Japanese researchers at Kogakuin University have developed a prototype lithium-ion battery which is capable of recharging using sunlight.
The battery uses a photovoltaic cell along with a cathode, made mostly from lithium iron phosphate, and an anode made of lithium titanate and lithium hexafluorophosphate.
The output voltage of the battery is reportedly around 3.6V and has achieved 20 full cycles— which means it is still a very long way off from being commercially viable.
While there is nothing new with the ingredients, what makes the latest development stand-out is the electrodes are only 80-90 nanometers in width.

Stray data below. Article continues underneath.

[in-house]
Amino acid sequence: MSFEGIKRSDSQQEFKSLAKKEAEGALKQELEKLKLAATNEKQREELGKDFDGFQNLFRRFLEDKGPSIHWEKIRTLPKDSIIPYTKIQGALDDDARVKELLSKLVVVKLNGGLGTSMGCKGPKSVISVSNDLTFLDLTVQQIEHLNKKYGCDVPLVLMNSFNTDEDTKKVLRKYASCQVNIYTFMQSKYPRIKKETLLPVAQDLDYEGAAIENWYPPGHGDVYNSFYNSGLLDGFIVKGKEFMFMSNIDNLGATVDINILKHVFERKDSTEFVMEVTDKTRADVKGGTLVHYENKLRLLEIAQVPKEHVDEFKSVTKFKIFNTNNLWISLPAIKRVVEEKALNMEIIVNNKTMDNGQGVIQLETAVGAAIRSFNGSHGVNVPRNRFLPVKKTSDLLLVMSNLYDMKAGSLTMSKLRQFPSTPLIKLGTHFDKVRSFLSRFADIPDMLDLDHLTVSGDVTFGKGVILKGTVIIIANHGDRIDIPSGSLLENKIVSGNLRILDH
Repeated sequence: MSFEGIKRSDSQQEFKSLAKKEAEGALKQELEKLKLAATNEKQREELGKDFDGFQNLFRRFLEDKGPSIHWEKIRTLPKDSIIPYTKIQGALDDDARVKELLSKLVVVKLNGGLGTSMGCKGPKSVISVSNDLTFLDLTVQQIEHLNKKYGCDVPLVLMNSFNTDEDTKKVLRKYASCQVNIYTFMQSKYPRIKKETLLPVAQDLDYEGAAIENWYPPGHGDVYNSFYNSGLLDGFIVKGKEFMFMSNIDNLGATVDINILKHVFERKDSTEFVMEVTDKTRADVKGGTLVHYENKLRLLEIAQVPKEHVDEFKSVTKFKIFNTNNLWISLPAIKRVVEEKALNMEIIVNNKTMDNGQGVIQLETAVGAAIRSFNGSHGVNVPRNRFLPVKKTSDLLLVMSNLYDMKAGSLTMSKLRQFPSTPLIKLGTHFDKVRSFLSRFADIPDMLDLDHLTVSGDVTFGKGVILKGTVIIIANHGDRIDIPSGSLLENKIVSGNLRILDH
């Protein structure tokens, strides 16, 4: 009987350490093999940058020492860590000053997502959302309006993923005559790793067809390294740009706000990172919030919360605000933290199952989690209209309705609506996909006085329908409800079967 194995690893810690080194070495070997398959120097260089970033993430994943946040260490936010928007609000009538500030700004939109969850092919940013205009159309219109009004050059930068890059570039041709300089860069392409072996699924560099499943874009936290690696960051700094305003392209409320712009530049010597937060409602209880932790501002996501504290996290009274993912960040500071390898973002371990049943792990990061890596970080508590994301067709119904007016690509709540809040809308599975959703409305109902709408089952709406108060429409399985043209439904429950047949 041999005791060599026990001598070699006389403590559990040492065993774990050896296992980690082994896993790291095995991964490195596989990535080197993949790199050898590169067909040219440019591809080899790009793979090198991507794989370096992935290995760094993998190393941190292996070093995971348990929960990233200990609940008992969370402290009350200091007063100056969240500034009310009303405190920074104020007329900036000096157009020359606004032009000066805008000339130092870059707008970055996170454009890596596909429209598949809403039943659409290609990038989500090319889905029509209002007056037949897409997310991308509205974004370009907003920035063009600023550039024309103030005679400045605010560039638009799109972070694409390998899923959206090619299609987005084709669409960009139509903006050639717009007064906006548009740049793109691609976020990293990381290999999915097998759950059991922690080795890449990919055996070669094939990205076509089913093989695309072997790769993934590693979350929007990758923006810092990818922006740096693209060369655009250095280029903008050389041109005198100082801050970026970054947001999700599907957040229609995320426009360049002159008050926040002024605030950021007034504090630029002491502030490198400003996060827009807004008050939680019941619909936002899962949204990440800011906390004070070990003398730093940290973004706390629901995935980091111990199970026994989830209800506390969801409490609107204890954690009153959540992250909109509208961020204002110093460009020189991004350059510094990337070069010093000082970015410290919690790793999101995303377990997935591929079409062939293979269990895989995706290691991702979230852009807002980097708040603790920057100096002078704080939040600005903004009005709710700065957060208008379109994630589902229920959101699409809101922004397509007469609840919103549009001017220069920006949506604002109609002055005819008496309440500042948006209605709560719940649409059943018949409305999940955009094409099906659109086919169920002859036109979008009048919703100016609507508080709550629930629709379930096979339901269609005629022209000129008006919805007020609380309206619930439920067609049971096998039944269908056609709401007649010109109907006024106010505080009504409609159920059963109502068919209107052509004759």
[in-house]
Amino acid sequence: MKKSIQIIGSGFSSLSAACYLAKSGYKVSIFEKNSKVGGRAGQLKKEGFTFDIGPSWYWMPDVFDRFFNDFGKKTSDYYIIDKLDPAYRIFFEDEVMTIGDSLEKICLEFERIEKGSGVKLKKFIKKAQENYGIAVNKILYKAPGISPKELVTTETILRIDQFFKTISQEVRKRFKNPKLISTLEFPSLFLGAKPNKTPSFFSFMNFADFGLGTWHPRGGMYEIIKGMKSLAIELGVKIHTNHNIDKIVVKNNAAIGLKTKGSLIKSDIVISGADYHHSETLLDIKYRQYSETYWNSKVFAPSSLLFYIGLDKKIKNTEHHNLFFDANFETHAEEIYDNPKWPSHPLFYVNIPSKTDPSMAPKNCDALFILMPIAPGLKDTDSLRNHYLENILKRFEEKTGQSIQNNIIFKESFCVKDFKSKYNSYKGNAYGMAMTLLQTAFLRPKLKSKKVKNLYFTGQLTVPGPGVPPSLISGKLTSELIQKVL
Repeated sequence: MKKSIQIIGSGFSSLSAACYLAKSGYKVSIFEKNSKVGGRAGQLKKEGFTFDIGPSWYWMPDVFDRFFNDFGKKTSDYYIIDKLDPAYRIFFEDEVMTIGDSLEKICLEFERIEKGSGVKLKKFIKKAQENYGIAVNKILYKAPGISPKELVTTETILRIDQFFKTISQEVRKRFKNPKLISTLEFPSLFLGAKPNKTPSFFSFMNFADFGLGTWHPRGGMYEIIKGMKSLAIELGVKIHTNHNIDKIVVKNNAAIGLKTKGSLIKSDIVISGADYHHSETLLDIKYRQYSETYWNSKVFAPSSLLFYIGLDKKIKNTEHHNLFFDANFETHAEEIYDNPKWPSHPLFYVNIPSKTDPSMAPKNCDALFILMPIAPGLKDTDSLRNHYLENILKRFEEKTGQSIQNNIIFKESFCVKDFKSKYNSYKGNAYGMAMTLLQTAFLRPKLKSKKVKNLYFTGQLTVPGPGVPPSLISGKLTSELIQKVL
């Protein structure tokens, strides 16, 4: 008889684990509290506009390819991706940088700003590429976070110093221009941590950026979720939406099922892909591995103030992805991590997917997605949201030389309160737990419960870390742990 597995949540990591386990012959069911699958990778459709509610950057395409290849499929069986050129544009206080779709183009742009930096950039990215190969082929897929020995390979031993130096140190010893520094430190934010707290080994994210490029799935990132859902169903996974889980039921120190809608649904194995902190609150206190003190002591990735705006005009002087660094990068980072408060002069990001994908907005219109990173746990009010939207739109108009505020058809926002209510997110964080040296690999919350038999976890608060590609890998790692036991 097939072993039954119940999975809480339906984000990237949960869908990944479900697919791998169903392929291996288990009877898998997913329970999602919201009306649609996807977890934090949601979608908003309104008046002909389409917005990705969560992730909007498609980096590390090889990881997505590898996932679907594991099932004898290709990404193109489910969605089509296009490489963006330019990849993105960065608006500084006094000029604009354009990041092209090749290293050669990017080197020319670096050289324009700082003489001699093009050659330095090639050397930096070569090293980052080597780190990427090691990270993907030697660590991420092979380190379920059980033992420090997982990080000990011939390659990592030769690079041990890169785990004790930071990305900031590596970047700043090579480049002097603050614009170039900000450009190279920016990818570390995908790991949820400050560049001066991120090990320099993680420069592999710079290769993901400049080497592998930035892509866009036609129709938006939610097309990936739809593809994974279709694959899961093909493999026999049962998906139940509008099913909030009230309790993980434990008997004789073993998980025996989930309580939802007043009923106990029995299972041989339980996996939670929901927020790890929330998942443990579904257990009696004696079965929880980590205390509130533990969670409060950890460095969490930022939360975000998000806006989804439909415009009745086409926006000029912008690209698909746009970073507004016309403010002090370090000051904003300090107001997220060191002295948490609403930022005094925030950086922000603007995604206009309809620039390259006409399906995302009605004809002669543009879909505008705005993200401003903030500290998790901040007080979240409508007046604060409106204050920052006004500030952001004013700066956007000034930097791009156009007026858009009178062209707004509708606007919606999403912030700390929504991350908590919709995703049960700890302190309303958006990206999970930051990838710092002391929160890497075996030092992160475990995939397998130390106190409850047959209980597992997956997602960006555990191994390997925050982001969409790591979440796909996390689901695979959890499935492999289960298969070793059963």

To achieve the breakthrough the group doped a cubic lattice of K1 molecules with rock salt lithium borohydride (LiBH4), which allowed the group to make a solid solution at normal atmospheric pressure that remains stable at room temperature.
The group, led by Kogakuin University president and professor Mitsunobu Sato, began work in 2013. However, some changes to the current battery were made so that electrons excited by light coming to the negative electrode could be used to charge the battery.
It is not the first time researchers have developed ‘see through’ cells. Back in 2011, researchers at Stanford University used silicon lithography, liquid silicone and electrodes fashioned into grids that appeared transparent to the naked eye.